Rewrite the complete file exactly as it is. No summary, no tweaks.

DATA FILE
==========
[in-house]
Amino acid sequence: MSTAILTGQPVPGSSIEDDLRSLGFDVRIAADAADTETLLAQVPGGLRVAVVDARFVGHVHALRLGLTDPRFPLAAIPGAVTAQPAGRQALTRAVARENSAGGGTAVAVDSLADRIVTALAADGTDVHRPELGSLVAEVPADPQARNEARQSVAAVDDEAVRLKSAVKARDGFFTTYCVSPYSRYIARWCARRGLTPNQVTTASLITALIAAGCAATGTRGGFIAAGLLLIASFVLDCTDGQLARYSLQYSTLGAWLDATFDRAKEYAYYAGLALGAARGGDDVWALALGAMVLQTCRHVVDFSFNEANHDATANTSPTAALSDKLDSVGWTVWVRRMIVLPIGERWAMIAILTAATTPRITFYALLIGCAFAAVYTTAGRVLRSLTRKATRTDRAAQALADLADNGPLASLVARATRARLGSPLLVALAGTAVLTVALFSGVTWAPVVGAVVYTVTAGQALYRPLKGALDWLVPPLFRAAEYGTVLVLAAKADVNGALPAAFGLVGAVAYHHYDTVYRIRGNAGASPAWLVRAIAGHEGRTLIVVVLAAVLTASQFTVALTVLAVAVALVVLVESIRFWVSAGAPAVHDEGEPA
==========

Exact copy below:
[in-house]
Amino acid sequence: MSTAILTGQPVPGSSIEDDLRSLGFDVRIAADAADTETLLAQVPGGLRVAVVDARFVGHVHALRLGLTDPRFPLAAIPGAVTAQPAGRQALTRAVARENSAGGGTAVAVDSLADRIVTALAADGTDVHRPELGSLVAEVPADPQARNEARQSVAAVDDEAVRLKSAVKARDGFFTTYCVSPYSRYIARWCARRGLTPNQVTTASLITALIAAGCAATGTRGGFIAAGLLLIASFVLDCTDGQLARYSLQYSTLGAWLDATFDRAKEYAYYAGLALGAARGGDDVWALALGAMVLQTCRHVVDFSFNEANHDATANTSPTAALSDKLDSVGWTVWVRRMIVLPIGERWAMIAILTAATTPRITFYALLIGCAFAAVYTTAGRVLRSLTRKATRTDRAAQALADLADNGPLASLVARATRARLGSPLLVALAGTAVLTVALFSGVTWAPVVGAVVYTVTAGQALYRPLKGALDWLVPPLFRAAEYGTVLVLAAKADVNGALPAAFGLVGAVAYHHYDTVYRIRGNAGASPAWLVRAIAGHEGRTLIVVVLAAVLTASQFTVALTVLAVAVALVVLVESIRFWVSAGAPAVHDEGEPA